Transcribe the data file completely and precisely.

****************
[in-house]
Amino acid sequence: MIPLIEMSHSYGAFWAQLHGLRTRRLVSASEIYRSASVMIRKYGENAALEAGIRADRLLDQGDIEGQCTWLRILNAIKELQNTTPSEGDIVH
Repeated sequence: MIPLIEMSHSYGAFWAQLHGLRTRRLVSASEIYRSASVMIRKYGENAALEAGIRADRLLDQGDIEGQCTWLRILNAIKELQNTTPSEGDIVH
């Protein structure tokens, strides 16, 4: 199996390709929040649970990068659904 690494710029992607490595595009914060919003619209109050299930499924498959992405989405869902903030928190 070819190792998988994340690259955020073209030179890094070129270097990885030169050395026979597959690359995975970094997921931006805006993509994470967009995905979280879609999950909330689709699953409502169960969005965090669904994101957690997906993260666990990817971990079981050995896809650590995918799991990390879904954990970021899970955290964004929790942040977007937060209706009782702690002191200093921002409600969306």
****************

[in-house]
Amino acid sequence: MIPLIEMSHSYGAFWAQLHGLRTRRLVSASEIYRSASVMIRKYGENAALEAGIRADRLLDQGDIEGQCTWLRILNAIKELQNTTPSEGDIVH
Repeated sequence: MIPLIEMSHSYGAFWAQLHGLRTRRLVSASEIYRSASVMIRKYGENAALEAGIRADRLLDQGDIEGQCTWLRILNAIKELQNTTPSEGDIVH
């Protein structure tokens, strides 16, 4: 199996390709929040649970990068659904 690494710029992607490595595009914060919003619209109050299930499924498959992405989405869902903030928190 070819190792998988994340690259955020073209030179890094070129270097990885030169050395026979597959690359995975970094997921931006805006993509994470967009995905979280879609999950909330689709699953409502169960969005965090669904994101957690997906993260666990990817971990079981050995896809650590995918799991990390879904954990970021899970955290964004929790942040977007937060209706009782702690002191200093921002409600969306």